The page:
Car Quest initially won me over with its retro presentation and collectathon approach. As time passed, however, entertaining exploration turned into aimless backtracking as I drove in circles searching for how to unlock the next area. While the game advertises “Hit the road to epic adventure,” I think I’m ready to return to the garage.

This game succeeds and fails by Blocktaria, a world which seems to recall the Atari Jaguar. I want to be clear that this is no bad thing as far as I’m concerned. Prior to the Nintendo 64, I was rocking both the Jag and 3DO, as a mid-‘90s kid who evidently was good at saving his allowance. The shaded polygons here really do appeal to me, a retro look that goes beyond the usual 8-bit pixel art more commonly recalled. Another Jag callback is Blockstar, who pops up in the corner from time to time as a talking head, not unlike the “Where did you learn to fly?” bald hologram from Cybermorph.

Anyway, now that I’ve dated myself, let’s talk more about some of the early gameplay in Car Quest. You drive around collecting numerous batteries and artifacts that unlock new sections. You’ll run into some light puzzles, like driving into movable blocks to create pathways. I found distinguishing between what’s moveable and what’s not was difficult, in handheld mode at least. Another puzzle involved driving up the walls, which sounds exciting, but wound up a bit annoying. I found a few timed areas that were generous enough that I didn’t run into any trouble. Rinse and repeat… even though the game fell into a predictable pattern early, I was still enjoying it more often than not.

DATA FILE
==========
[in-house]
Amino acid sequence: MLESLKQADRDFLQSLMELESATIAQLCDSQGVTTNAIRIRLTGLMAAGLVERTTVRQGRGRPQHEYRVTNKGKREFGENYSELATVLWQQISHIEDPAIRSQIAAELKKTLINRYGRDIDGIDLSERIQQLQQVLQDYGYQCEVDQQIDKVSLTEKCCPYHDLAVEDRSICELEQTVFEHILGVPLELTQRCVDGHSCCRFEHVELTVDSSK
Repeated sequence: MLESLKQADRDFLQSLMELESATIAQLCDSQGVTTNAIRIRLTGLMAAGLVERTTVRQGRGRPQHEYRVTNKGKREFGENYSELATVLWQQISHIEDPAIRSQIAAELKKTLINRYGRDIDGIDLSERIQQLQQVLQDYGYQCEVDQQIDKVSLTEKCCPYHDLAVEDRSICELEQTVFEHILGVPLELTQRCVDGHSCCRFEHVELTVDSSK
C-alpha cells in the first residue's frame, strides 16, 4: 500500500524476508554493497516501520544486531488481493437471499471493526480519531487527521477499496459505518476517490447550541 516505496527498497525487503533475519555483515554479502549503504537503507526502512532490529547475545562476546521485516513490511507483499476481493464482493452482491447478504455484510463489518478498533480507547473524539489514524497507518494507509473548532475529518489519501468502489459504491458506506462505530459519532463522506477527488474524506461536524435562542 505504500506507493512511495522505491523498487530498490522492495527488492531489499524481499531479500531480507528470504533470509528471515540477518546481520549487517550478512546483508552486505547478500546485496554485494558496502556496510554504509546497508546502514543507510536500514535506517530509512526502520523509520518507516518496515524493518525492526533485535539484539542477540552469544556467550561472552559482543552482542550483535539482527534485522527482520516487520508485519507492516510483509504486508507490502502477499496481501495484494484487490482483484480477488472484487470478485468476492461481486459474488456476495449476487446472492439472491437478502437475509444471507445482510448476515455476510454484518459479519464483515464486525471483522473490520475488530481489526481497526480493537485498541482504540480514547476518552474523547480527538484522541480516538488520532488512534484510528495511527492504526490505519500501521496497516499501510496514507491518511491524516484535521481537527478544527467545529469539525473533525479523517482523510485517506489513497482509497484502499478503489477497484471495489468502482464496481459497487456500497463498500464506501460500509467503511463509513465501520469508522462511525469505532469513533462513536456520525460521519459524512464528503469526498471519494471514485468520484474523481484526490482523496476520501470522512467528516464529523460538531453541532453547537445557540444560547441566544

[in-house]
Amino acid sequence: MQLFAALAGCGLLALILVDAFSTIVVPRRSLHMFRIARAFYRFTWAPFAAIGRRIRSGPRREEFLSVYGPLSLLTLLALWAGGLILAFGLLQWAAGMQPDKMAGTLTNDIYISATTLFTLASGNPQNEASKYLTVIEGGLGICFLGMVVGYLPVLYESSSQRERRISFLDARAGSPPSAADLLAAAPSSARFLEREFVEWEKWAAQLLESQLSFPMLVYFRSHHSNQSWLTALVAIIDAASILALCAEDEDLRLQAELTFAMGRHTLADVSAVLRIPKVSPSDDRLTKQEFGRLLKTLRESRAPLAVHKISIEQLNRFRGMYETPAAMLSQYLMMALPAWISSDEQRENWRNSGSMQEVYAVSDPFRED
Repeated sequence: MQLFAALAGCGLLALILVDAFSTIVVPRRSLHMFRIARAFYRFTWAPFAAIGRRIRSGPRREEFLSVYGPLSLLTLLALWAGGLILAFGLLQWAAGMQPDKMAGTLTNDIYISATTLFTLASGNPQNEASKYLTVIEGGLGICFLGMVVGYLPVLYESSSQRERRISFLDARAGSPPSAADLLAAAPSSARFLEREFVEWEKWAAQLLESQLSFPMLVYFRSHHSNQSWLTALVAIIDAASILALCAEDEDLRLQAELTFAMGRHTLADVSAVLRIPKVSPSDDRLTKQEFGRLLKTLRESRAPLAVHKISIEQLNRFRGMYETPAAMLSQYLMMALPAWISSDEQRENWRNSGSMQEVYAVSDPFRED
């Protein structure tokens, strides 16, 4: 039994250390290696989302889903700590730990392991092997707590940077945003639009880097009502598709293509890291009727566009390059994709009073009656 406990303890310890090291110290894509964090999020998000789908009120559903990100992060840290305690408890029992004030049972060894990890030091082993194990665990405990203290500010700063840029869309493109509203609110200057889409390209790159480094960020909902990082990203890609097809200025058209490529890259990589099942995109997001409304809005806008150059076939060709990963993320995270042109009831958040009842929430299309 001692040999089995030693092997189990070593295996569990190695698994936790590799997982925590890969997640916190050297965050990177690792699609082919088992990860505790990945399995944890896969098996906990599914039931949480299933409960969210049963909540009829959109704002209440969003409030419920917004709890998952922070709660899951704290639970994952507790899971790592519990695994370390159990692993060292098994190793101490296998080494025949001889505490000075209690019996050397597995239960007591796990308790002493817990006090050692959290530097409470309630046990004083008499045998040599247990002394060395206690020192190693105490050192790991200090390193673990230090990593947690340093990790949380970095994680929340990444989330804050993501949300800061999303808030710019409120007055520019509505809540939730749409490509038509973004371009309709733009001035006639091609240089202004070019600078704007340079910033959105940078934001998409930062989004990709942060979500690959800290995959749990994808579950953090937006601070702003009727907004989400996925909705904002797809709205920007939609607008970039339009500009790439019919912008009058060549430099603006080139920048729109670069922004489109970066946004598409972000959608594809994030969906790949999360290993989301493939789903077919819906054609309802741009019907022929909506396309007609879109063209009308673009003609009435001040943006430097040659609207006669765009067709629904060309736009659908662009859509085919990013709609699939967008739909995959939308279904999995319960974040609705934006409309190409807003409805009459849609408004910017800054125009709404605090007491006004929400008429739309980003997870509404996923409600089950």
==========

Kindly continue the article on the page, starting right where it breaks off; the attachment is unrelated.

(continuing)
Car Quest starts running out of gas through its failure to recall where you’re going next. New areas are unlocked one at a time, often as small openings revealed via speedy cutscenes. These are very easy to forget, especially if you put the game down for a bit. So, I found myself searching through overly familiar looking sections hoping to stumble upon my next path. This became worse after the first few hours, as the world continued to grow.

This is a sizable design oversight in my view. While it makes sense that the developers would know the game inside and out for this not to be a factor, as a first-time player it really took away the fun I was having. This linear approach just shows that the world of Blocktaria, while appealing to my retro side, is not interesting enough to pull off such repetition.

It’s such a shame because Car Quest really seemed like it’d be a great match for me. But an agreeable presentation and solid gameplay only go so far. The design, which promotes directionless repetition, took away from the positives for me. Having my car get stuck, albeit just once, didn’t help either.

I hope EZone can patch this game soon, as I’m hardly alone in my feedback. I believe Car Quest is a very good game, saddled by an omission that lands it firmly in average territory on Nintendo Switch. Hopefully, a tune-up can unlock more of this game’s potential enjoyment.